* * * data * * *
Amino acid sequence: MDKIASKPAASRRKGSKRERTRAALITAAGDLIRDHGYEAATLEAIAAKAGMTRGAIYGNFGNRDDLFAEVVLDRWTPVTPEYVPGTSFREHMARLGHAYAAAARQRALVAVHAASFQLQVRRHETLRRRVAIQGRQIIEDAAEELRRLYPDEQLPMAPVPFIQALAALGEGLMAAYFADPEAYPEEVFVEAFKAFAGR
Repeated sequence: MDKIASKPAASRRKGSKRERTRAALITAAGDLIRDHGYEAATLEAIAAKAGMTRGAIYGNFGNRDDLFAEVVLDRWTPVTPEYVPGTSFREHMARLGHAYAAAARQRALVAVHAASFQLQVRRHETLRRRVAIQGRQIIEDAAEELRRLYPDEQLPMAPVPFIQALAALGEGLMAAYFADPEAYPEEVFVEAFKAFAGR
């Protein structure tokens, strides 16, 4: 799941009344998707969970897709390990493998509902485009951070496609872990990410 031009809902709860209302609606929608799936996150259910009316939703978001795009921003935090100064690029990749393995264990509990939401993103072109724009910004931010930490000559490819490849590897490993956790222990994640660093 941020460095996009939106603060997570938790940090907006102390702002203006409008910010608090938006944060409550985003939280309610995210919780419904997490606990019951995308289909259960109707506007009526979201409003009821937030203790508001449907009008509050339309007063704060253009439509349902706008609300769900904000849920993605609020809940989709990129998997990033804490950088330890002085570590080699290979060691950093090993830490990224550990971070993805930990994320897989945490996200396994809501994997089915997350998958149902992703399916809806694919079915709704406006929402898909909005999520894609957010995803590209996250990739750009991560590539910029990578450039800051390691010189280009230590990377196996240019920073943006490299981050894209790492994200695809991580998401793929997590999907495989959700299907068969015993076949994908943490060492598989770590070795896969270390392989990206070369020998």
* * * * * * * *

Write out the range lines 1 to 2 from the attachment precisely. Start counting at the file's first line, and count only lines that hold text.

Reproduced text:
Amino acid sequence: MDKIASKPAASRRKGSKRERTRAALITAAGDLIRDHGYEAATLEAIAAKAGMTRGAIYGNFGNRDDLFAEVVLDRWTPVTPEYVPGTSFREHMARLGHAYAAAARQRALVAVHAASFQLQVRRHETLRRRVAIQGRQIIEDAAEELRRLYPDEQLPMAPVPFIQALAALGEGLMAAYFADPEAYPEEVFVEAFKAFAGR
Repeated sequence: MDKIASKPAASRRKGSKRERTRAALITAAGDLIRDHGYEAATLEAIAAKAGMTRGAIYGNFGNRDDLFAEVVLDRWTPVTPEYVPGTSFREHMARLGHAYAAAARQRALVAVHAASFQLQVRRHETLRRRVAIQGRQIIEDAAEELRRLYPDEQLPMAPVPFIQALAALGEGLMAAYFADPEAYPEEVFVEAFKAFAGR